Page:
Reeling from double-digit declines in revenue per available room (RevPAR) in the U.S. and abroad, Starwood Hotel & Resorts Worldwide on Thursday reported a 65% drop in third-quarter profit. Net income totaled $40 million, or 22 cents per share during the period, down from $113 million, or 62 cents per share, in the third quarter of 2008.
RevPAR system-wide in North America fell 19.7% in the third quarter on a same-store basis. The company also reported a 20.3% drop in RevPAR system-wide globally.
Despite the weak earnings report, White Plains, N.Y.-based Starwood (NYSE: HOT) beat analysts’ expectations, which called for the company to earn 10 cents a share in the third quarter.
“Over the past 12 months, we have focused on cost containment and debt reduction, which positions us well to own the upswing,” stated CEO Frits van Paasschen in a company news release. “Our increasingly fee-based, capital-efficient business model will grow as RevPAR recovers and as our pipeline translates into unit additions.” He added that with half of its hotels outside the U.S, Starwood is poised to benefit from growth in international markets.
Investors appear to be underwhelmed by the earnings announcement. At mid-afternoon, Starwood’s stock was trading at $32.83 per share, down from the previous day’s close of $34.20 per share.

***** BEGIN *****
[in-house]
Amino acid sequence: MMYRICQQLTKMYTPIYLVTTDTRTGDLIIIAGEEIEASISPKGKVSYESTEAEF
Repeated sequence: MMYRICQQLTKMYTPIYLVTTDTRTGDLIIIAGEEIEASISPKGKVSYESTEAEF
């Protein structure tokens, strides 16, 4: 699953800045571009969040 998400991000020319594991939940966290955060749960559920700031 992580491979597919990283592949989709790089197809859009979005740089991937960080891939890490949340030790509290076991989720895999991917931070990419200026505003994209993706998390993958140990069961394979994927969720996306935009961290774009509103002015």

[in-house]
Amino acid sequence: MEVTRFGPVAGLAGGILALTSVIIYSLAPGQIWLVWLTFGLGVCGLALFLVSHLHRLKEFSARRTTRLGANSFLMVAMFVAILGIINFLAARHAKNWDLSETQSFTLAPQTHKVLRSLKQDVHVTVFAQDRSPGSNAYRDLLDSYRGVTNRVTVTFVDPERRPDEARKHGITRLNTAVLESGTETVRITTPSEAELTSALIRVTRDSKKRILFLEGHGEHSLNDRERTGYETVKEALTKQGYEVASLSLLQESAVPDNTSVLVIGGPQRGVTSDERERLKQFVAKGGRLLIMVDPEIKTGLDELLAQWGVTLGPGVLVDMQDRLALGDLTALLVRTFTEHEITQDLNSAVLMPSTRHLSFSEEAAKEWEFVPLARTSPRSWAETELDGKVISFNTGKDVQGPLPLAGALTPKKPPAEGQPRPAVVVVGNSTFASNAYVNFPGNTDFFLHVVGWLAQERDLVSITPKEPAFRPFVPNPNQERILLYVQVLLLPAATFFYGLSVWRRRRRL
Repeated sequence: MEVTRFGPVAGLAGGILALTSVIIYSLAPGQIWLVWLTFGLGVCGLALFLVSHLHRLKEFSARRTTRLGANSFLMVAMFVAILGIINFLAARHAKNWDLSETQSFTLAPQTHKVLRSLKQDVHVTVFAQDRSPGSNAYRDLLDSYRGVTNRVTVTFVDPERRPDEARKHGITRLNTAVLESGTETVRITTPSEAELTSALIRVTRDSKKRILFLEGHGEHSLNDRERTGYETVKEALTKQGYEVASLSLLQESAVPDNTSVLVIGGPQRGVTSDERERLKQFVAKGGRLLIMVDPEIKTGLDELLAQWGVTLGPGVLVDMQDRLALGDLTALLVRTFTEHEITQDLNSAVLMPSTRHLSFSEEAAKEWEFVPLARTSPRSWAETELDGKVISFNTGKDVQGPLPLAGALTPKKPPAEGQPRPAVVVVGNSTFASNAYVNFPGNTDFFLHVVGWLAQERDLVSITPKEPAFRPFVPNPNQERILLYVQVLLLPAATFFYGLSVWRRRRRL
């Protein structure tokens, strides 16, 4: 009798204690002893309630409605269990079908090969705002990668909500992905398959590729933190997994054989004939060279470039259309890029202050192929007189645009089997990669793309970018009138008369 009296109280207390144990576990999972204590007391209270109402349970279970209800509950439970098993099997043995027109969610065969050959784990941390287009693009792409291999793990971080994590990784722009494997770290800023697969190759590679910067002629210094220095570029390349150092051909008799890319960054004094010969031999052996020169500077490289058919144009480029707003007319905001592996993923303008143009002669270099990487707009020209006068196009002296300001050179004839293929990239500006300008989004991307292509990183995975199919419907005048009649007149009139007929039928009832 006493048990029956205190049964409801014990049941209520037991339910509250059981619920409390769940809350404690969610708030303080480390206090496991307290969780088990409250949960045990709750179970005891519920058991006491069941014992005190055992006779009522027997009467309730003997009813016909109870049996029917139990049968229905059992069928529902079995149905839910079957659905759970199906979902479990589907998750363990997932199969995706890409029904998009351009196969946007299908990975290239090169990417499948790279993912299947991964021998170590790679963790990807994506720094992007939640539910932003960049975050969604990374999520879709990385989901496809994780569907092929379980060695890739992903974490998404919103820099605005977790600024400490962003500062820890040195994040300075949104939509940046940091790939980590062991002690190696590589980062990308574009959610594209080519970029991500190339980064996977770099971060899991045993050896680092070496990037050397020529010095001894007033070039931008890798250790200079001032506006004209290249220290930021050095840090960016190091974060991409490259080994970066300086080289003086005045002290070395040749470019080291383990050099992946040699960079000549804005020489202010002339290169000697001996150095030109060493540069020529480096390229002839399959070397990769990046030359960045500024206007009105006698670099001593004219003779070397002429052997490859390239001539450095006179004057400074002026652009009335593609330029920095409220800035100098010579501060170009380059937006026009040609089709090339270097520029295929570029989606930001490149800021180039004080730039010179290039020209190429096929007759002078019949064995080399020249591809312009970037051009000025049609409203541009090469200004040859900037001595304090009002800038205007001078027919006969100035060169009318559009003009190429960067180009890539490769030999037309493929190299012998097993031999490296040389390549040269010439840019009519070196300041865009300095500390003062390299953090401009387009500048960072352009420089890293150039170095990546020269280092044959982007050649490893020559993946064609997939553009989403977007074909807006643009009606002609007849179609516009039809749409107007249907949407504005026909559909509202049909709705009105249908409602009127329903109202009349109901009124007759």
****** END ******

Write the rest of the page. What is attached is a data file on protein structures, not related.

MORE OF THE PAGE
Looking under the hood, Starwood reported total revenue of $1.2 billion in the third quarter, down nearly 21% from the same period a year ago. Revenue from ownership and residential sales and services fell from $226 million to $126 million, a 44% drop, on a year-over-year basis. Revenue from owned, leased and consolidated joint venture hotels fell from $575 million to $396 million, a 31% decline.
Starwood expects RevPAR at same-store company operated hotels worldwide to decline 9% to 11% in the fourth quarter of 2009 compared with a year earlier. For all of 2009, the company expects RevPAR to drop 20% on a year-over-year basis.
While the business climate appears to be gradually improving globally, Starwood officials say that it’s difficult to predict the pace of recovery in 2010, particularly when it comes to room rates.
“While group bookings have picked up for 2011 and beyond, the booking pace for 2010 has continued to lag below 2009,” according to a company press release. The booking window for both transient and group business has shortened considerably, Starwood officials point out. “As such, late-breaking business is a larger component of what will drive our performance next year, making forward-looking predictions four quarters out particularly challenging.”
Starwood owns 63 hotels, manages 438 hotels, and franchises another 468.